"I was a little surprised when I heard about the deal," Reimer, 25, told the Toronto Sun on Sunday. "There had been talk about bringing in a veteran. But to bring in someone of a similar age (Bernier is 24), well, obviously they have their reasons."
"Overall, I felt I played well this past season," Reimer said. "I feel like I've established myself as a No. 1 goalie in this League."
With the kind of success Toronto had , the perception is that adding Bernier shows little faith in the goaltending arrangement that helped the team to its best finish in nearly a decade.
"It makes you feel a bit doubted as a goalie," Reimer said. "Is it by the coaches? Is it by the GM? Is it by the media? You could drive yourself crazy asking yourself things like that. You just have to focus on what you can control and believe in yourself."
Maple Leafs general manager Dave Nonis said the trade was made to strengthen the team.
"We think goaltending may be the most important position in the game today," Nonis said on a conference call Sunday after the trade. "This is clearly not a knock on James. … I don't think you can be deep enough at that position. We got younger and deeper today and we feel our team is stronger because of it."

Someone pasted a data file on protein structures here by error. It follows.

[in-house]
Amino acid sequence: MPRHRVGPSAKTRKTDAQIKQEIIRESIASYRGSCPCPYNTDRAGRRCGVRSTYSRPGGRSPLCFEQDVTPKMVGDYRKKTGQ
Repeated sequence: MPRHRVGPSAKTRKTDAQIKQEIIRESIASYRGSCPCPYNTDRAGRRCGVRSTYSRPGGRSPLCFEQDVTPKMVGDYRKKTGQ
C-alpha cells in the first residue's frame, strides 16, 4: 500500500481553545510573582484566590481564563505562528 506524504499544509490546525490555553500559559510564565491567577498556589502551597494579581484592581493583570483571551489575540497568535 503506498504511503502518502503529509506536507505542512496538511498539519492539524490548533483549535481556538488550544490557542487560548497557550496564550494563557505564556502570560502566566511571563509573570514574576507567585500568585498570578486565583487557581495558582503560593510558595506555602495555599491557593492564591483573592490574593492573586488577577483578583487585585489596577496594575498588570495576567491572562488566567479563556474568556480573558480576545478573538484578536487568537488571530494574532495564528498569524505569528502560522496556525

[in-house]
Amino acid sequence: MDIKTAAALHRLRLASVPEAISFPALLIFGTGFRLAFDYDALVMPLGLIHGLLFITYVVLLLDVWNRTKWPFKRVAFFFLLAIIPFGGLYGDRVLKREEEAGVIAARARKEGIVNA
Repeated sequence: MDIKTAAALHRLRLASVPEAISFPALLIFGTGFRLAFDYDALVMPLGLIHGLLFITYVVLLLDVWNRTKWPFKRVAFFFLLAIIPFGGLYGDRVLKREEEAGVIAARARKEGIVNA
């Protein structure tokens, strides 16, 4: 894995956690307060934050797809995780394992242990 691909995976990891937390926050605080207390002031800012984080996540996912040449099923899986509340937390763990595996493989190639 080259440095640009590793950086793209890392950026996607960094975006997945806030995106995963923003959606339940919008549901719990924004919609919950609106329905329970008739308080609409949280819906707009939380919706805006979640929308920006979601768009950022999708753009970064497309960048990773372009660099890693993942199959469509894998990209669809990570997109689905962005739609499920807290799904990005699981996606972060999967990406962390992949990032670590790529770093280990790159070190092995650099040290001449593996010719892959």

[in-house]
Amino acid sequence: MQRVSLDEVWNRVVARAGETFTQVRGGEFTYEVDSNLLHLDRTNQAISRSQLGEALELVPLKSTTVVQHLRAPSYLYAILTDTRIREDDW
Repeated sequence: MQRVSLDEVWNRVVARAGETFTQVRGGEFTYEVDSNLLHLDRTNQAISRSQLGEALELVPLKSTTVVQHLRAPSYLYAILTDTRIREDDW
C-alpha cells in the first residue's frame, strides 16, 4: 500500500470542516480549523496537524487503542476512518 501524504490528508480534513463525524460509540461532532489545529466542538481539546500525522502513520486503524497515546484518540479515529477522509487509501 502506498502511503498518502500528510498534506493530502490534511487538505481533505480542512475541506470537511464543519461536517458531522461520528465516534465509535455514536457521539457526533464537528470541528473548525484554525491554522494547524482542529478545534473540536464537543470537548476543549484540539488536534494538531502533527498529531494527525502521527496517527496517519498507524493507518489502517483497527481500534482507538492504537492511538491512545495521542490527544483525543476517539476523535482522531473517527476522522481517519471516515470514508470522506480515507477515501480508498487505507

Bernier has played 62 NHL games in parts of five seasons, including 14 as Jonathan Quick's backup this season. He had a 1.88 GAA and .922 save percentage in 2012-13, and the potential remains high for a player selected with the 11th pick of the 2006 NHL Draft.
Despite the new threat to his job security, Reimer said he's taking the move in stride. Moreover, he said he'll use it for motivation.
"It definitely will be a challenge," Reimer said. "It makes you a better person and a better goalie."
"Nothing is being guaranteed to anybody," Nonis said. "It's a situation we feel we are deeper, both have great potential and they're going to get an opportunity to develop and hopefully realize that potential."